So, please give some consideration to how best you could add more explicitly to our liturgy. Of course we want to “match” gifts and talents: if you can’t hold a tune then we understand why you can’t be in the choir, for instance. We understand that “mumblers” can’t be lectors, and so forth. The Church also has various – and sensible! – requirements about proper formation for liturgical ministry, and insists that its clergy and lay ministers be exemplary in their lifestyle outside of the church building. And we don’t want to overwork anyone: even our best volunteers deserve a chance to sit down occasionally and just attend Mass with their spouse and family instead of “doing” something!

I don’t want to move off of this topic without stating a word of appreciation for all who have done so much to make St. Joseph Cathedral well-known as an outstanding, inspiring “house of prayer.” Our Cathedral building itself is a treasure because it’s historic and beautiful, but our Cathedral community is even more of a treasure because it is prayerful and dedicated to worshipping Almighty God as best we can. I hope you feel like I do, fortunate to be part of this wonderful Parish family! Let’s resolve to keep it up!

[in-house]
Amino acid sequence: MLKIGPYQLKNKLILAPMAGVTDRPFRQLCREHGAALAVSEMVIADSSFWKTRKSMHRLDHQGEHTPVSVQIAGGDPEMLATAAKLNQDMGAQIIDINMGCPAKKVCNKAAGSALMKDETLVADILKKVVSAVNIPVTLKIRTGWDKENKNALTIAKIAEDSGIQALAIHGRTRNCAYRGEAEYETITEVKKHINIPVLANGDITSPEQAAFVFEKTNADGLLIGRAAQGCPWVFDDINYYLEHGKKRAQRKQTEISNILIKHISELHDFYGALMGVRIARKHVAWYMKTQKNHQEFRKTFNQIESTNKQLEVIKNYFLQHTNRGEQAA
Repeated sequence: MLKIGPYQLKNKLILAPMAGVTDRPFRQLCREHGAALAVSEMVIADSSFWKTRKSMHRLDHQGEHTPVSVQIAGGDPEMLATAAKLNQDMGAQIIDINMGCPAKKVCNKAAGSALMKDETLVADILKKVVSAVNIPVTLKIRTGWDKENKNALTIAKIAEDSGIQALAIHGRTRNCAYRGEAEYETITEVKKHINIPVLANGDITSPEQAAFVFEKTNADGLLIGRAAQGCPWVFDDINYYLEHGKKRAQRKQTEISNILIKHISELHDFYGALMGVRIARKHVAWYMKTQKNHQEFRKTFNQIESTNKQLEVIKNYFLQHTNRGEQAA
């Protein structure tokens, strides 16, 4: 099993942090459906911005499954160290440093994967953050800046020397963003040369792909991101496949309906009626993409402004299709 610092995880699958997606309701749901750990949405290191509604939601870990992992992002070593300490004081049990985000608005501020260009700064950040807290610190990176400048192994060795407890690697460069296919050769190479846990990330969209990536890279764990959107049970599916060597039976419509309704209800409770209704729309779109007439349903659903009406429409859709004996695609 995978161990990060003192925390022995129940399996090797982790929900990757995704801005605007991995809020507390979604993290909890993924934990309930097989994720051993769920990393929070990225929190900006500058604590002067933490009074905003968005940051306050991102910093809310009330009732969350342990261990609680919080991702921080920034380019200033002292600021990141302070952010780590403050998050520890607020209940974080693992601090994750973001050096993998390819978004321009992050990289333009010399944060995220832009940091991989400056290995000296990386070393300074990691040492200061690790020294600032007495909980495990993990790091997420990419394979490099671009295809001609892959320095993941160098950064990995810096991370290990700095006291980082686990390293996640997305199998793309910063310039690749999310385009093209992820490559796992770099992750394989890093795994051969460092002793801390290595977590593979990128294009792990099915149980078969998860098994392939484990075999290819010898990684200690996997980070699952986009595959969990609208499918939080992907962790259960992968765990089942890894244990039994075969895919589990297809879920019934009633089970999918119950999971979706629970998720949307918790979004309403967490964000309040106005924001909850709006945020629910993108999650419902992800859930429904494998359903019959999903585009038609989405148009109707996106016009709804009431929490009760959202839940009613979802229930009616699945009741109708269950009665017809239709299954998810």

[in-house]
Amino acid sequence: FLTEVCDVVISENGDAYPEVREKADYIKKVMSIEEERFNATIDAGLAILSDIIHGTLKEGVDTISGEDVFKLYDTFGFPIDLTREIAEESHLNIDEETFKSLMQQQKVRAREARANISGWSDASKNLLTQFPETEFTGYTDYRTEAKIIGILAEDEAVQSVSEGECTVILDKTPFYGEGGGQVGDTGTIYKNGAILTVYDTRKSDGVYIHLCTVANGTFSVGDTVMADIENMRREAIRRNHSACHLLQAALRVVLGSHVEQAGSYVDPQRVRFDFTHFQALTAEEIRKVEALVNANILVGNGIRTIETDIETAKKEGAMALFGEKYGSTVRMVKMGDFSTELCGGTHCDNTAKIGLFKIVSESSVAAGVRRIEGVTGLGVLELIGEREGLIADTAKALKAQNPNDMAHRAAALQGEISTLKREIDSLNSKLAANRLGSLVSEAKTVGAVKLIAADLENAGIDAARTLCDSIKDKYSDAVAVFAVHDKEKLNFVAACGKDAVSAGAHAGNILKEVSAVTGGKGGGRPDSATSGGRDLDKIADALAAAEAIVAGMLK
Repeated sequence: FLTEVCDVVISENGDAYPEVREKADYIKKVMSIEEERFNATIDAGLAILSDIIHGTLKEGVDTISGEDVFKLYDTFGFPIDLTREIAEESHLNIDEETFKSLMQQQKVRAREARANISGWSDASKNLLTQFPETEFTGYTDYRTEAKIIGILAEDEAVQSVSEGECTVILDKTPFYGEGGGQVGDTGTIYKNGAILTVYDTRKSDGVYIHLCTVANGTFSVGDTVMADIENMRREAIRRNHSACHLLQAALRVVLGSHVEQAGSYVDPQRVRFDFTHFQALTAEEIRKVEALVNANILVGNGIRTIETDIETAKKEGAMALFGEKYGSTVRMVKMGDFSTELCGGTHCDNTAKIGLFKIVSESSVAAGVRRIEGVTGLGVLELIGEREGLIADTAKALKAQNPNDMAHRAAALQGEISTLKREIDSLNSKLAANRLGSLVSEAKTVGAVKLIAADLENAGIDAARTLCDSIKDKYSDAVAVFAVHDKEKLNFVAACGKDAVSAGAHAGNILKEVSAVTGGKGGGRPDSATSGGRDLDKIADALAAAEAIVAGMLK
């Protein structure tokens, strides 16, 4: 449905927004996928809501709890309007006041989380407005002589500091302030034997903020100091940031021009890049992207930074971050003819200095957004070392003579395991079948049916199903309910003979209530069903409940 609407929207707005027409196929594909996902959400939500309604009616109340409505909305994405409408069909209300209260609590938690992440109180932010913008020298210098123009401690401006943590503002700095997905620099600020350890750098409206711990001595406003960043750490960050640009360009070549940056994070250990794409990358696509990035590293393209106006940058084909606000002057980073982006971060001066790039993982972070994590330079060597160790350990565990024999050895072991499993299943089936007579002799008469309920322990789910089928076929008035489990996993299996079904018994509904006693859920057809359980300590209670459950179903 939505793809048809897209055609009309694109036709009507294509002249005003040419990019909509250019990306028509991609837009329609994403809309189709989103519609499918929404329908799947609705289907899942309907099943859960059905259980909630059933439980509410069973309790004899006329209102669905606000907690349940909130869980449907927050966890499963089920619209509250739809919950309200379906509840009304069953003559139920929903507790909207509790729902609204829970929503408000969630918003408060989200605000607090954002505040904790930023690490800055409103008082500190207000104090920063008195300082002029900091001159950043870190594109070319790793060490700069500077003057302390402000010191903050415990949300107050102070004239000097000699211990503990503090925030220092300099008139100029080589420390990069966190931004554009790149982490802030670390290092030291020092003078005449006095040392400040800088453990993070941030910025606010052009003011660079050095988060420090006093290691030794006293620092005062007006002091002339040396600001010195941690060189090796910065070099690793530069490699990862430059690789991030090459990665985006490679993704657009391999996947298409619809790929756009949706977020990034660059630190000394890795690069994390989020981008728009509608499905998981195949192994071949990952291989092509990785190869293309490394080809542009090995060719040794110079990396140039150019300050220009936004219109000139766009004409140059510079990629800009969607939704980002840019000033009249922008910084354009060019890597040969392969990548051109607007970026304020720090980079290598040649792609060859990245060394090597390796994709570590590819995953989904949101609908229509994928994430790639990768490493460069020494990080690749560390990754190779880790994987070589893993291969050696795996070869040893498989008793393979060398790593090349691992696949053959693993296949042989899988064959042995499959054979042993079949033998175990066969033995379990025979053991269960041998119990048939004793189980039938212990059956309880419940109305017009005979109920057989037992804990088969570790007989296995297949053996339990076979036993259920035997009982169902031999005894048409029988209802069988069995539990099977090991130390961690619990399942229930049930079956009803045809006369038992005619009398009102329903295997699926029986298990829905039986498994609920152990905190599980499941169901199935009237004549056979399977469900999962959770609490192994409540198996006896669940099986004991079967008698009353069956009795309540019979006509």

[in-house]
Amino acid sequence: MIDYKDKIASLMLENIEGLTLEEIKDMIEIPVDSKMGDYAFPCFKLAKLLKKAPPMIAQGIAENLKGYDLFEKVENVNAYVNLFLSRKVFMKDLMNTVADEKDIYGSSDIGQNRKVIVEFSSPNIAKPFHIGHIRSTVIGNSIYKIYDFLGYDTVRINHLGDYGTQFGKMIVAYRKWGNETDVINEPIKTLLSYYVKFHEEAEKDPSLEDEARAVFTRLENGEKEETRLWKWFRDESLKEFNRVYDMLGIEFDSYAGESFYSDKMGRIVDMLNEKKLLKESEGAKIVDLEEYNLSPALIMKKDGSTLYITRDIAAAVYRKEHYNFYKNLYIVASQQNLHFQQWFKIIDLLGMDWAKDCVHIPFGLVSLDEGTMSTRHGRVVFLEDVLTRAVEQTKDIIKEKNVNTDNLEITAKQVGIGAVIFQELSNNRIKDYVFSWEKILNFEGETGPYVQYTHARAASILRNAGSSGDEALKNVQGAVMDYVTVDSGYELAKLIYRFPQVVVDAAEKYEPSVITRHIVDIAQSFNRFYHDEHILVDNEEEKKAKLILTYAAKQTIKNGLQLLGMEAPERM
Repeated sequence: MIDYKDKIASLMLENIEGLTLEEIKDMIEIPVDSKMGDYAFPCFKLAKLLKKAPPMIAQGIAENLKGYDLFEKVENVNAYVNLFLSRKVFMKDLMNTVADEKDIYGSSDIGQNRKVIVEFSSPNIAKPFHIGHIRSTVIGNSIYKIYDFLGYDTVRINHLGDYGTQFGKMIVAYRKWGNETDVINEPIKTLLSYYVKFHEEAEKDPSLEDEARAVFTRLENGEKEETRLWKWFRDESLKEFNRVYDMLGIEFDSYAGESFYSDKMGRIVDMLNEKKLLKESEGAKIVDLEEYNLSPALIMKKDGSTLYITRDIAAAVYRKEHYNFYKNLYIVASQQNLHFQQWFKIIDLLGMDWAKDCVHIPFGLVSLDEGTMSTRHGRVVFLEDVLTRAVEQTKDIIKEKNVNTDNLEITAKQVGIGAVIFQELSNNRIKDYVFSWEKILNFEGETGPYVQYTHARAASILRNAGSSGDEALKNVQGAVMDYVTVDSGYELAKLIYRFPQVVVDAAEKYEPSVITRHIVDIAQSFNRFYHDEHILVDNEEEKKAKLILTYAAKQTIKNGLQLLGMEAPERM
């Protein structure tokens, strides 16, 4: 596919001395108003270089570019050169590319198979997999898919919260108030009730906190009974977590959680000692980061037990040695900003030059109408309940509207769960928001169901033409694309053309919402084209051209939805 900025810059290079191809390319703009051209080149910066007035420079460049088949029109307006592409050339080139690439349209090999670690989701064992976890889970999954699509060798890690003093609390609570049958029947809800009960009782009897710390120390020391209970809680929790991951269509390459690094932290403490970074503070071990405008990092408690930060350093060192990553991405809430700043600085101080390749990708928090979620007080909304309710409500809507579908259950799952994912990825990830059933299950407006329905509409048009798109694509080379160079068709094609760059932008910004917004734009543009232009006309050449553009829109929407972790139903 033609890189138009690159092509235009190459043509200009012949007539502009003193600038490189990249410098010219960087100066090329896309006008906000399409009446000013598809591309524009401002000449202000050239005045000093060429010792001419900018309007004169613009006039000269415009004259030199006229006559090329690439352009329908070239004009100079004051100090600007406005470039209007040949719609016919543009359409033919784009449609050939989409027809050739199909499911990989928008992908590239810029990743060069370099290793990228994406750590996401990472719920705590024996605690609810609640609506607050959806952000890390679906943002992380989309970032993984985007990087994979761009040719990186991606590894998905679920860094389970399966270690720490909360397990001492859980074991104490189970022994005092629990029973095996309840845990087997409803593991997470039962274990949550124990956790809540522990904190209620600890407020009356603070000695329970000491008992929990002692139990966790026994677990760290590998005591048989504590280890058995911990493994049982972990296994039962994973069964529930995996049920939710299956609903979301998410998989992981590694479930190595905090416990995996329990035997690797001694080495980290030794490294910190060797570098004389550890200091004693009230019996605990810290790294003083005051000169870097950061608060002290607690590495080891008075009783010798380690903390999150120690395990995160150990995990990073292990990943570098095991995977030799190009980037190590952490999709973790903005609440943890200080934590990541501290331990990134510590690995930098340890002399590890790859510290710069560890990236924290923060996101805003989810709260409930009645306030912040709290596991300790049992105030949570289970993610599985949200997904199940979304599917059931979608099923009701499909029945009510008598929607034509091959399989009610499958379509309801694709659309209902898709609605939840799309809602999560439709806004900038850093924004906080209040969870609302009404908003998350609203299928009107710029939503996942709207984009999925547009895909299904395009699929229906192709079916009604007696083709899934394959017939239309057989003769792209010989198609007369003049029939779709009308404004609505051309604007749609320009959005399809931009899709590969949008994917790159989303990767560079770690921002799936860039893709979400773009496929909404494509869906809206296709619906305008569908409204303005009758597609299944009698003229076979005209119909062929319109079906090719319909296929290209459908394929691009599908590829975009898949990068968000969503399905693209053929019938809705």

I hope you’ve noticed from announcements here that this year’s “GRAND Day” is coming up on October 20, at and after the 12 noon Mass! Each year this is one of the absolute best events here, and once again it’s already generated a lot of interest! (Yes, we’re planning on having a camel! Our theme centers on St. Francis of Assisi, and, well, he’s known to have loved animals of ALL kinds!) Is GRAND Day on your calendar yet?

A number of young people have told me already they’ve invited their grandparents, and even more older parishioners have made plans to make it a big family weekend too, as they bring their beloved grandchildren and children here to church that day! Have YOU contacted YOUR grandchildren – or for that matter, your grandparents! – to make sure that they’ll join you at the special Mass and family fun day that will follow? I hope so!